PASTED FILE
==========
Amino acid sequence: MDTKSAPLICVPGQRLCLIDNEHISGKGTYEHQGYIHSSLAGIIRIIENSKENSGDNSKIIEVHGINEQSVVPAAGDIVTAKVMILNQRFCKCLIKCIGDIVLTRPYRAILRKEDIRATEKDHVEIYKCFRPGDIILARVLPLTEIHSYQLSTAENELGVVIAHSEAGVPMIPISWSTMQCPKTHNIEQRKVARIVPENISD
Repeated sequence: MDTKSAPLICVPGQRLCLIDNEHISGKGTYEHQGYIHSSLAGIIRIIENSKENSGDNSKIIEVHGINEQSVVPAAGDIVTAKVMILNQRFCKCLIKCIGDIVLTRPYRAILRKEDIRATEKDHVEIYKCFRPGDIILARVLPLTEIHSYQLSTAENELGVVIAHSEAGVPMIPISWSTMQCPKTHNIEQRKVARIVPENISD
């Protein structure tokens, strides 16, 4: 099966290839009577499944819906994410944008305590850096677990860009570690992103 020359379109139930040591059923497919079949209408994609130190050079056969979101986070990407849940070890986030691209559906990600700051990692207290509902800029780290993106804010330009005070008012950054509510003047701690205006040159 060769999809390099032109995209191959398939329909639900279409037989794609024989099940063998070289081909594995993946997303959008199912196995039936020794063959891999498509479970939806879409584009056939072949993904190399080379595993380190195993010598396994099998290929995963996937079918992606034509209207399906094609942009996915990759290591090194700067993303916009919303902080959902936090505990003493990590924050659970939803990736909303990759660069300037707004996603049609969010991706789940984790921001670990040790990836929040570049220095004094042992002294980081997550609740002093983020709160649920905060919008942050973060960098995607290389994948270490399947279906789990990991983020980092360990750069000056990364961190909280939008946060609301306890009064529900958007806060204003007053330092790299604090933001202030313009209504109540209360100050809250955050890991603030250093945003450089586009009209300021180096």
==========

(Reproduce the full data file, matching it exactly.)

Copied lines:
Amino acid sequence: MDTKSAPLICVPGQRLCLIDNEHISGKGTYEHQGYIHSSLAGIIRIIENSKENSGDNSKIIEVHGINEQSVVPAAGDIVTAKVMILNQRFCKCLIKCIGDIVLTRPYRAILRKEDIRATEKDHVEIYKCFRPGDIILARVLPLTEIHSYQLSTAENELGVVIAHSEAGVPMIPISWSTMQCPKTHNIEQRKVARIVPENISD
Repeated sequence: MDTKSAPLICVPGQRLCLIDNEHISGKGTYEHQGYIHSSLAGIIRIIENSKENSGDNSKIIEVHGINEQSVVPAAGDIVTAKVMILNQRFCKCLIKCIGDIVLTRPYRAILRKEDIRATEKDHVEIYKCFRPGDIILARVLPLTEIHSYQLSTAENELGVVIAHSEAGVPMIPISWSTMQCPKTHNIEQRKVARIVPENISD
């Protein structure tokens, strides 16, 4: 099966290839009577499944819906994410944008305590850096677990860009570690992103 020359379109139930040591059923497919079949209408994609130190050079056969979101986070990407849940070890986030691209559906990600700051990692207290509902800029780290993106804010330009005070008012950054509510003047701690205006040159 060769999809390099032109995209191959398939329909639900279409037989794609024989099940063998070289081909594995993946997303959008199912196995039936020794063959891999498509479970939806879409584009056939072949993904190399080379595993380190195993010598396994099998290929995963996937079918992606034509209207399906094609942009996915990759290591090194700067993303916009919303902080959902936090505990003493990590924050659970939803990736909303990759660069300037707004996603049609969010991706789940984790921001670990040790990836929040570049220095004094042992002294980081997550609740002093983020709160649920905060919008942050973060960098995607290389994948270490399947279906789990990991983020980092360990750069000056990364961190909280939008946060609301306890009064529900958007806060204003007053330092790299604090933001202030313009209504109540209360100050809250955050890991603030250093945003450089586009009209300021180096």